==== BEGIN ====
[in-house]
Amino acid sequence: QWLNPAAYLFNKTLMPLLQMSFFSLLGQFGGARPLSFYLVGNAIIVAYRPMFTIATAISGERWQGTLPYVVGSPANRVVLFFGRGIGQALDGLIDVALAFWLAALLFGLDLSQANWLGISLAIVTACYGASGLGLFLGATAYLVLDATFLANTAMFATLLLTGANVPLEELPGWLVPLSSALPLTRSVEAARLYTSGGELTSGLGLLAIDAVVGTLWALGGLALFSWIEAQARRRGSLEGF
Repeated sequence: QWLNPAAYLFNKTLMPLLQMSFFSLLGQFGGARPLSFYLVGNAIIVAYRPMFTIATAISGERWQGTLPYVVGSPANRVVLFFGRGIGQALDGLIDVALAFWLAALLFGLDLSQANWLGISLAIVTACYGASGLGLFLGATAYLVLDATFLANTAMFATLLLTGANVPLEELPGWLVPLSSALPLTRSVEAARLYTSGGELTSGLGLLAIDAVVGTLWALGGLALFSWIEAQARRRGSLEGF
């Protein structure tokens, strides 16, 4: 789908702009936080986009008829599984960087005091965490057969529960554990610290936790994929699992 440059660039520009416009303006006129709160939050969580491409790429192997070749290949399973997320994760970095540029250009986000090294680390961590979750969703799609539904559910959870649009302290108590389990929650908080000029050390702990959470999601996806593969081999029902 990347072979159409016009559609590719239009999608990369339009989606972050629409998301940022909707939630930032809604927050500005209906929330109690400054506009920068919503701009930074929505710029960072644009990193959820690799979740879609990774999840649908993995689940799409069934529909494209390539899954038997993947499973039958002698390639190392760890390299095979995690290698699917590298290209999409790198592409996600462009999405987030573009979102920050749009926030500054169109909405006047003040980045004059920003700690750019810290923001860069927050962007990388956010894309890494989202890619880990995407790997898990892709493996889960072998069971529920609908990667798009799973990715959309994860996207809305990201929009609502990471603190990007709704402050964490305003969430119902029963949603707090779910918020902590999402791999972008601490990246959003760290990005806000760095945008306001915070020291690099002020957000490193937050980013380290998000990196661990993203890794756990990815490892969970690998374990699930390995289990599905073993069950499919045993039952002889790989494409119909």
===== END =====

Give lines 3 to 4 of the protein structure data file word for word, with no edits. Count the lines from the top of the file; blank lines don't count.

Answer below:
Repeated sequence: QWLNPAAYLFNKTLMPLLQMSFFSLLGQFGGARPLSFYLVGNAIIVAYRPMFTIATAISGERWQGTLPYVVGSPANRVVLFFGRGIGQALDGLIDVALAFWLAALLFGLDLSQANWLGISLAIVTACYGASGLGLFLGATAYLVLDATFLANTAMFATLLLTGANVPLEELPGWLVPLSSALPLTRSVEAARLYTSGGELTSGLGLLAIDAVVGTLWALGGLALFSWIEAQARRRGSLEGF
């Protein structure tokens, strides 16, 4: 789908702009936080986009008829599984960087005091965490057969529960554990610290936790994929699992 440059660039520009416009303006006129709160939050969580491409790429192997070749290949399973997320994760970095540029250009986000090294680390961590979750969703799609539904559910959870649009302290108590389990929650908080000029050390702990959470999601996806593969081999029902 990347072979159409016009559609590719239009999608990369339009989606972050629409998301940022909707939630930032809604927050500005209906929330109690400054506009920068919503701009930074929505710029960072644009990193959820690799979740879609990774999840649908993995689940799409069934529909494209390539899954038997993947499973039958002698390639190392760890390299095979995690290698699917590298290209999409790198592409996600462009999405987030573009979102920050749009926030500054169109909405006047003040980045004059920003700690750019810290923001860069927050962007990388956010894309890494989202890619880990995407790997898990892709493996889960072998069971529920609908990667798009799973990715959309994860996207809305990201929009609502990471603190990007709704402050964490305003969430119902029963949603707090779910918020902590999402791999972008601490990246959003760290990005806000760095945008306001915070020291690099002020957000490193937050980013380290998000990196661990993203890794756990990815490892969970690998374990699930390995289990599905073993069950499919045993039952002889790989494409119909």